– 653 companies have used voluntary e-proxy so far (this pretty much is the head count for this proxy season)
– Size range of companies using e-proxy varies considerably; all shapes and sizes (eg. 32% had less than 10,000 shareholders)
– Bifurcation is being used more as the proxy season progresses (but still not all that much); of all shareholders for the companies using e-proxy, now over 10% received paper initially instead of the “notice only” (up from 5% a few months ago)
– 1.1% of shareholders requested paper after receiving a notice; this average is about double what the trend was a few months ago
– 57% of companies using e-proxy had routine matters on their meeting agenda; another 31% had non-routine matters proposed by management; and 12% had non-routine matters proposed by shareholders. None were contested elections.
– Retail vote goes down dramatically using e-proxy (based on 586 meeting results); number of retail accounts voting drops from 20.6% to 5.5% (over a 73% drop) and number of retail shares voting drops from 34.8% to 16.7% (a 52% drop)
A Note on Bifurcation
A number of members whose companies bifurcated have told me that a primary reason they did so was because Broadridge maintains a database of investors who prefer paper. So far 2.5 million investors have asked to be in this database.
Many companies have a fair number of their shareholders in this database – often over double digits in terms of percentages – and these companies recognized that it would be challenging to do a notice-only delivery and risk fulfillment issues (egs. not printing enough to meet demand; service provider botching the fulfillment, etc.). For these companies, it was better to bifurcate and keep the number of shareholders who requested paper much lower than it otherwise would have been the case.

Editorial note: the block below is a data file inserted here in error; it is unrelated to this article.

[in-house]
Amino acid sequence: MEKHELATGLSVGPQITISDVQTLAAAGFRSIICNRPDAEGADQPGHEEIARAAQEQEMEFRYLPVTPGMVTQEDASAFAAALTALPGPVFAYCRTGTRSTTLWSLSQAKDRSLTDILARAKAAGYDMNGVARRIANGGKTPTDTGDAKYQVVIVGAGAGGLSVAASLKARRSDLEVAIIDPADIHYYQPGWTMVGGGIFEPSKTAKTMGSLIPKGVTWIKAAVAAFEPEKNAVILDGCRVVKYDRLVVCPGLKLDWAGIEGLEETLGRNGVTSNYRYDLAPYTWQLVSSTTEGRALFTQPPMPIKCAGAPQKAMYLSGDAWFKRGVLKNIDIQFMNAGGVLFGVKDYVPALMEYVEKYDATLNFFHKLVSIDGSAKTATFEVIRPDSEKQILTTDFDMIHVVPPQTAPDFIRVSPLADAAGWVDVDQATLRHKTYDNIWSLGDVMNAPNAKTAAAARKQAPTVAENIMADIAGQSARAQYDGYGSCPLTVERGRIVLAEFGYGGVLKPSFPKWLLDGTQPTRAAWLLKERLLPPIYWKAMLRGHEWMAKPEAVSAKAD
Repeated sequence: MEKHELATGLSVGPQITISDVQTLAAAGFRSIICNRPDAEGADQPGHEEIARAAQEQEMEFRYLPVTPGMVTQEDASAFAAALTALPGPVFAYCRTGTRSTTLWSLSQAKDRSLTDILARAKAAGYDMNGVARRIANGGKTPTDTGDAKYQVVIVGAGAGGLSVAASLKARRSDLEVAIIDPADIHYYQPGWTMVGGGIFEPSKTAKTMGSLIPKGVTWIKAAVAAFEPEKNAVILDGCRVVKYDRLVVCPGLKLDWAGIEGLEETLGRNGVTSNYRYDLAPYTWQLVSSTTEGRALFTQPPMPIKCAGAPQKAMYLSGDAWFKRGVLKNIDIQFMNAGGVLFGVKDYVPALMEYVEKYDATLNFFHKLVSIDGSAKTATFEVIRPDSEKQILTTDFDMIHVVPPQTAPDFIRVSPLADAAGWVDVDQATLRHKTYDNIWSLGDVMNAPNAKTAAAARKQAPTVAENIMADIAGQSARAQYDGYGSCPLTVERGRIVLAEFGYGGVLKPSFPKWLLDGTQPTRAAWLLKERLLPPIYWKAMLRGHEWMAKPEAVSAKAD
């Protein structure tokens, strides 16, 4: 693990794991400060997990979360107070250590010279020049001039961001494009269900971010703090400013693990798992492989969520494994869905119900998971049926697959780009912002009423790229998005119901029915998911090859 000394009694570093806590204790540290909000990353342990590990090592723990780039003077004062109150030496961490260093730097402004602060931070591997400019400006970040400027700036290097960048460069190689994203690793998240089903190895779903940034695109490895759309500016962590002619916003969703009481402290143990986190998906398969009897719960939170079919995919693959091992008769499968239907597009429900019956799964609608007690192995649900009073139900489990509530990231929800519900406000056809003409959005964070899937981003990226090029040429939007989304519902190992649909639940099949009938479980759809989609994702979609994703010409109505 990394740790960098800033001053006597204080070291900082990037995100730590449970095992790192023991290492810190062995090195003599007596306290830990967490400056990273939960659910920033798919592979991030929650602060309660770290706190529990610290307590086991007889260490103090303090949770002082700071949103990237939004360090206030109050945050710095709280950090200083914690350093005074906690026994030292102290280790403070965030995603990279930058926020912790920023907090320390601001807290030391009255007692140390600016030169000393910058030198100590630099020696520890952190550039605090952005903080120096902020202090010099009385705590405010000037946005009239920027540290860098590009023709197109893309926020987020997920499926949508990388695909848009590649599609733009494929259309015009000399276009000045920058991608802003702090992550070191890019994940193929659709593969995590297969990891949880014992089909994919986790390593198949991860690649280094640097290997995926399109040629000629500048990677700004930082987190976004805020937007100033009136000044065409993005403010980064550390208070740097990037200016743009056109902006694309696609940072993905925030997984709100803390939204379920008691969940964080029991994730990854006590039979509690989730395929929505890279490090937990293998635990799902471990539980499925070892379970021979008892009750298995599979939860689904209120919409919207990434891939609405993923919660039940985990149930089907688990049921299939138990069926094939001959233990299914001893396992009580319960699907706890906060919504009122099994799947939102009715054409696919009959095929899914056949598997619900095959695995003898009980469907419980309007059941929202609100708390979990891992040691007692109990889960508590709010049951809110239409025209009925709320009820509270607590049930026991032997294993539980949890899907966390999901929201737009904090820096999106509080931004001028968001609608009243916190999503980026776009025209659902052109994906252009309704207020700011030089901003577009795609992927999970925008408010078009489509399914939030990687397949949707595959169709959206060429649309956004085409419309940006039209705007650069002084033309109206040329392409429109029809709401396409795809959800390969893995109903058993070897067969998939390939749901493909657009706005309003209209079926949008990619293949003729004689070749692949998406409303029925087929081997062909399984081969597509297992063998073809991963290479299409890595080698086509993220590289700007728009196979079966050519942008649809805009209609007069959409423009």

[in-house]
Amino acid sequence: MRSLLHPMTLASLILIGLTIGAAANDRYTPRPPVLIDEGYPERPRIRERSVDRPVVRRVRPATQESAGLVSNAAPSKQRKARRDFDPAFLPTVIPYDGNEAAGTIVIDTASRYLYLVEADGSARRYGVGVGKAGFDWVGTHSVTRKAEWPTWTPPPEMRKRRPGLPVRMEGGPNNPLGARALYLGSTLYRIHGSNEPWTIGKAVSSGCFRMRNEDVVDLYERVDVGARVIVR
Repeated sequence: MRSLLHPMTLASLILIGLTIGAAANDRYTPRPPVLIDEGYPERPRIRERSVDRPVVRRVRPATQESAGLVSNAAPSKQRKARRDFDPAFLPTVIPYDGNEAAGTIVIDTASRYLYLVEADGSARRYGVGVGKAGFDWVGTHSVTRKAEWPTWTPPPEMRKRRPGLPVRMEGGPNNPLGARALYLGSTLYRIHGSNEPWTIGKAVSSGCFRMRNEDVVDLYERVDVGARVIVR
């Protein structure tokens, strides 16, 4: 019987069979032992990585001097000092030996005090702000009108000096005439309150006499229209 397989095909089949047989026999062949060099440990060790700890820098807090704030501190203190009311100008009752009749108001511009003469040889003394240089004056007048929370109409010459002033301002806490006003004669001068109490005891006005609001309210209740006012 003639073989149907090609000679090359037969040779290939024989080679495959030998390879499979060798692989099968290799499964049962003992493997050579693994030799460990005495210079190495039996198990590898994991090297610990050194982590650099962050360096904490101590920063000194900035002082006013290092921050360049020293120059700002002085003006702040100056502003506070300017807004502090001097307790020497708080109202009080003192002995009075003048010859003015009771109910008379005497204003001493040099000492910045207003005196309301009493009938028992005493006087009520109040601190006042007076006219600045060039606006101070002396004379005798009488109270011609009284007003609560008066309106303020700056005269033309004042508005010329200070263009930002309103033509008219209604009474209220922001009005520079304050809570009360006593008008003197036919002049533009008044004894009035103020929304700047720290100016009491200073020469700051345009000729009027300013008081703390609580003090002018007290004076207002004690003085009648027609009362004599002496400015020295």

In other words, the relative level of shareholders that requested paper would be a bit higher than the 1.1% experienced if these companies had not bifurcated (if I comprehend the Broadridge stats correctly). But this all still begs the question of why so many companies didn’t bother to bifurcate? I imagine they will next year to reap the cost savings available…
The Yahoo Annual Meeting: My, My, How Things Change
I got a chuckle out of the Washington Post’s headline for the Yahoo annual shareholders’ meeting this Saturday: “Shareholders Give Yahoo a Vote of Confidence.” It’s funny because each director received over 75% of the vote – meaning that nearly 25% of shareholders “withheld” their votes from these directors, who ran unopposed and without a major “just vote no” campaign. [You may recall that Carl Icahn had initially challenged management by running an opposing short slate, but he was appeased and placed on the board – so he withdrew his campaign.]
It wasn’t that long ago that directors routinely received 98% of the vote – so I really wouldn’t call 75% a “vote of confidence.” And now a major shareholder is questioning the results and asking for a recount of its votes…
– Broc Romanek